Safe Shelter ACT

Due to the impacts of COVID-19, Safe Shelter operations have been suspended indefinitely. Further information can be found on our Facebook page. Anyone seeking emergency accommodation or support is encouraged to contact OneLink or other support services.

Safe Shelter operations suspended due to COVID-19

Safe Shelter media statement - 23 March 2020.pdf

What was Safe Shelter?

Safe Shelter provideed free, basic, warm, emergency overnight shelter for adult men who are homeless or at risk of homelessness. No referral, assessment, booking, or payment was required.

Safe Shelter operated under a nightly drop-in 'first come, first served' basis. The Shelter opened at different locations on a rotating basis, with volunteers offering guests warm drinks, social connection, toilet facilities, and somewhere safe to sleep or rest out of the cold. More information on what happened during the evening can be found further down this page.

All guests needed to be was respectful and contribute to an atmosphere of safety. To maintain the privacy of guests, visitors and other interested parties were not welcomed into the Shelters.

As a combined churches and community project, Safe Shelter ACT received no government funding and was entirely run and supported by volunteers.

When and where was Safe Shelter?

Safe Shelter opened during Canberra's colder months. We opened at different locations on different nights of the week.

The Shelter opened for guests nightly at 7:00pm. Guests were welcomed into the Shelter up until 10:00pm or until the Shelter was at capacity, whichever comefirst. All Shelters were within walking distance of support services in the inner north, and sat along the then-Route 31.

What happened at Safe Shelter? (click to expand)

Between 7:00pm and 10:00pm, guests were welcomed into the Shelter by volunteers. After agreeing to the conditions for staying and settling into the Shelter, guests chose to eithert go straight to sleep, spend some time alone, watch TV, play chess or cards, have a warm drink, or enjoy the company of other guests and volunteers. 10:00pm was lights off and quiet time, with guests and volunteers spending the rest of the night sleeping or resting quietly in the church hall.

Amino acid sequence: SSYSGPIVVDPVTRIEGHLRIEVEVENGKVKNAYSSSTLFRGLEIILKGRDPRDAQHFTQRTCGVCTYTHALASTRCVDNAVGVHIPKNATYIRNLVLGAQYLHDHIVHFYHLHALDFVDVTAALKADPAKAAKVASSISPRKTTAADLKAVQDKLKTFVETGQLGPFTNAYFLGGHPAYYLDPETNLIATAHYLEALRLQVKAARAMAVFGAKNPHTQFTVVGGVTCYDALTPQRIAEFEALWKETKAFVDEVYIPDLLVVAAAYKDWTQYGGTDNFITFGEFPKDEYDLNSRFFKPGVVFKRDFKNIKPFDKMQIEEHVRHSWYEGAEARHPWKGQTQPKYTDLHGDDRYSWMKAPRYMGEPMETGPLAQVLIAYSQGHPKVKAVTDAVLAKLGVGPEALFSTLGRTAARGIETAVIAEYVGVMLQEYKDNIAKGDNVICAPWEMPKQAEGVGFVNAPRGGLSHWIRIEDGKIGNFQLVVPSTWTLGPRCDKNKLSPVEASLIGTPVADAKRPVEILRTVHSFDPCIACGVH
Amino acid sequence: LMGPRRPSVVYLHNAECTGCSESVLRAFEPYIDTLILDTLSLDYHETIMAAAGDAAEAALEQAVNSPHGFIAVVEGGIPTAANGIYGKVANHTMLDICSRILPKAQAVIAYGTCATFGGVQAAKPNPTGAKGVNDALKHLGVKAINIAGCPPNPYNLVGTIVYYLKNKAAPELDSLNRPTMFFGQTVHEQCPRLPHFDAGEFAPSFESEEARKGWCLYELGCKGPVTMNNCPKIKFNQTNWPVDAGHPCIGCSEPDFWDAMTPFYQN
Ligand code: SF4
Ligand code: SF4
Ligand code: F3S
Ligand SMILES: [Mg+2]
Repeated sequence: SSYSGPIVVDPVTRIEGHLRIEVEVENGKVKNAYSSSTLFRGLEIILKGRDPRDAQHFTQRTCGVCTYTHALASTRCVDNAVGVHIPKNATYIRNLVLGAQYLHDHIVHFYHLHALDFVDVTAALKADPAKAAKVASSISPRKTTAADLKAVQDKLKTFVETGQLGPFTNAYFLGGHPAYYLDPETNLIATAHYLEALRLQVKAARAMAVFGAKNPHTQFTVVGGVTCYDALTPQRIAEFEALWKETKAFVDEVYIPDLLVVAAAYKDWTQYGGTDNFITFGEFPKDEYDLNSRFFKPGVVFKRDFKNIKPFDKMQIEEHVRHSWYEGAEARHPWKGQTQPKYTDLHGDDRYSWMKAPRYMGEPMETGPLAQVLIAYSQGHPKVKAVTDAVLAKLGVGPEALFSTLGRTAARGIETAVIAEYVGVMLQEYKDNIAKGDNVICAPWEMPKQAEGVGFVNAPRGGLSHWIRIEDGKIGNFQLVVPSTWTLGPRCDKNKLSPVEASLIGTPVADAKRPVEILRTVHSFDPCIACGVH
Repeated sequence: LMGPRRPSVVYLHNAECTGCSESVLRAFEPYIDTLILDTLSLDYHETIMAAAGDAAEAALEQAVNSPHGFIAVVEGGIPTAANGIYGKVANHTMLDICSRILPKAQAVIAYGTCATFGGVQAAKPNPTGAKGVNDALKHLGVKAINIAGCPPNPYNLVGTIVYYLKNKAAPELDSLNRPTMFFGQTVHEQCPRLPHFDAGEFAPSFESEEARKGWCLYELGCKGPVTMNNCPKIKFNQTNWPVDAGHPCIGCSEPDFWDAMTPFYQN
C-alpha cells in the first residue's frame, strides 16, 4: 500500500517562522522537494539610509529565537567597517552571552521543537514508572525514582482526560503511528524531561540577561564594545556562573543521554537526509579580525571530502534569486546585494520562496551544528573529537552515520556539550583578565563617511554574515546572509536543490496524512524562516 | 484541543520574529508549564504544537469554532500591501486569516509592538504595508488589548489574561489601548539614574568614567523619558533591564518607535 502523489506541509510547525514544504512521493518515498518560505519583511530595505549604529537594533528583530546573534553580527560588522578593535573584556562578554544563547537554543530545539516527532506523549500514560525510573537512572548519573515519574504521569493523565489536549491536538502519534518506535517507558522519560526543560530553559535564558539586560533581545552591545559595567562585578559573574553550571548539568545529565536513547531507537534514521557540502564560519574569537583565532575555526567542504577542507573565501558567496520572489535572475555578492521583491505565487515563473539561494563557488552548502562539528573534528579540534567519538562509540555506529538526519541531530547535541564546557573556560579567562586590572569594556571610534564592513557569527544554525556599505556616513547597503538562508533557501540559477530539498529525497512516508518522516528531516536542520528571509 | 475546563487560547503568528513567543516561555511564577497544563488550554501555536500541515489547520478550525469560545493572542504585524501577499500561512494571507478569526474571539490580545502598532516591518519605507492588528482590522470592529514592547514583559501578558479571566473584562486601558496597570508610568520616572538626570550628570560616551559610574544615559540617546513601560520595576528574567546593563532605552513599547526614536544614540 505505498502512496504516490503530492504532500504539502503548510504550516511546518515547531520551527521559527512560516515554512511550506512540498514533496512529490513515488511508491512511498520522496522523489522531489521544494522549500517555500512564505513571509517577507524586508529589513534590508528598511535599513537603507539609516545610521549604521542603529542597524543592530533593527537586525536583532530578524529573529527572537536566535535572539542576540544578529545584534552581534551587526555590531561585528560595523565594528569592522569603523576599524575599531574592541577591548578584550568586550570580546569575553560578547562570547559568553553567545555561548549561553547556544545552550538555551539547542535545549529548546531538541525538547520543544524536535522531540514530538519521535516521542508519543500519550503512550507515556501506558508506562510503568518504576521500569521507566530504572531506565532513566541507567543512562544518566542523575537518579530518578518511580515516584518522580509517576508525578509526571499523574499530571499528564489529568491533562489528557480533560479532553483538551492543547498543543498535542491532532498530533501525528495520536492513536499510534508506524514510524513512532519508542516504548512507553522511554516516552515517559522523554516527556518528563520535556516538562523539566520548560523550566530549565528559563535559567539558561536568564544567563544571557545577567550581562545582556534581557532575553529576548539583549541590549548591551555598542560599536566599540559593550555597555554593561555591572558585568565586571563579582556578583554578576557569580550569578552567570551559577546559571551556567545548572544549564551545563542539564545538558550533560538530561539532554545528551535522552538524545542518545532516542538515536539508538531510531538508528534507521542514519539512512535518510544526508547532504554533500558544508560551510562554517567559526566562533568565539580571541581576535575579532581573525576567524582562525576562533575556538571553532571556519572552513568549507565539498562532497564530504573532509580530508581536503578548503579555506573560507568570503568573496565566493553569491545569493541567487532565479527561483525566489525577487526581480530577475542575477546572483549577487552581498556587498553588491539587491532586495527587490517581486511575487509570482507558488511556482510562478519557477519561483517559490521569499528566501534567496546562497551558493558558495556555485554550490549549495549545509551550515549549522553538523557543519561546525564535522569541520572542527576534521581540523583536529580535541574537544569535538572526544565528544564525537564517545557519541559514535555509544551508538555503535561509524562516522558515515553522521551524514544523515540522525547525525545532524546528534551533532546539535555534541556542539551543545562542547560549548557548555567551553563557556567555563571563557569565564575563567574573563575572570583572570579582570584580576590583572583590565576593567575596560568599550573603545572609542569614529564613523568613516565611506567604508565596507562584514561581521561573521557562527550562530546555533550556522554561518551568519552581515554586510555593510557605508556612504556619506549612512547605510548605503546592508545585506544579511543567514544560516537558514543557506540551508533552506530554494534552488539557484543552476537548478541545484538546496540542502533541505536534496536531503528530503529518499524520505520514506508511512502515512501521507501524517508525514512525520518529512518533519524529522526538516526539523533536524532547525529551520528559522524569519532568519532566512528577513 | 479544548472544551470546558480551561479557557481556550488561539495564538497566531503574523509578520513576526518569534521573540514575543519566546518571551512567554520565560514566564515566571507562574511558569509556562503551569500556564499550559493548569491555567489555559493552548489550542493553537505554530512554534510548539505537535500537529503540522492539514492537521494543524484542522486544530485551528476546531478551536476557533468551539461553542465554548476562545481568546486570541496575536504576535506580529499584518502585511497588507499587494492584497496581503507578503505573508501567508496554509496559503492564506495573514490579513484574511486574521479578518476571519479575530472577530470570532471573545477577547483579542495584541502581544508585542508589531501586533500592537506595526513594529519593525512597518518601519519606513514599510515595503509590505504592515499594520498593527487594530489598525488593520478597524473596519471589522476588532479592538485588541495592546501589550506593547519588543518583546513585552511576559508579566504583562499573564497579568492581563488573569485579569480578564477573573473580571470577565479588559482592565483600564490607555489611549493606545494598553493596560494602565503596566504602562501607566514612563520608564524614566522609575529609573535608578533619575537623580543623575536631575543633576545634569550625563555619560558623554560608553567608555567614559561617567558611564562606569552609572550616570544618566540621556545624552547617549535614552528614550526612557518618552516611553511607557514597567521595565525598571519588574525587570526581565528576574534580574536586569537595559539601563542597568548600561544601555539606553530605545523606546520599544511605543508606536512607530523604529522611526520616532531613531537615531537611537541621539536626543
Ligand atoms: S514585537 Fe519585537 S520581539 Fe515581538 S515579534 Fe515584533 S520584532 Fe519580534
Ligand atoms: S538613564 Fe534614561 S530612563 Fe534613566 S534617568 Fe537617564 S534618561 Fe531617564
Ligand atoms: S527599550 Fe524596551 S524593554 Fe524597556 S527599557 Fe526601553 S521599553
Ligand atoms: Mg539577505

For safety reasons, the doors were kept locked throughout the evening and night, with guests welcomed at the door by volunteers. Guests could leave the property at any time during the night, but were not be welcomed back into the hall after 10:00pm or if the Shelter is at capacity. Guests had to leave the property by 7:00am.

Safe Shelter was not able to provide meals, however guests were encouraged to use some of the nearby free meals services. The VC-ACT has collated a free meals guide and information on food pantries.

Safe Shelter was not a professional support service and could not help with providing ongoing assistance and specialised support, such as referrals, interpersonal support, or finding accommodation. Please visit the Support Services page for more information on agencies that can.

The core idea behind Safe Shelter (click to expand)

Safe Shelter aimed to reduce the immediate concern of being homeless or at risk of homelessness - where will I sleep tonight? - with the hope that somewhere warmer and safer than sleeping rough or sleeping somewhere unsafe, along with social connection, will provide the basis for a slightly better tomorrow. In the morning, guests were directed onto specialist services or businesses for breakfast, showers, laundry, and ongoing practical and interpersonal support.

Safe Shelter ACT was a combined churches and community project between St. Columba's Uniting Church Braddon, The Rotary Club of Canberra, The Salvation Army Camberra City Corps, and All Saints Anglican Church Ainslie, with support provided by hundreds of volunteers and numerous services throughout the ACT. The service provided by Safe Shelter ACT was non-denominational. Safe Shelter ACT received no government funding and was entirely run and supported by volunteers.

Our thanks go to the people and services who have made Safe Shelter possible.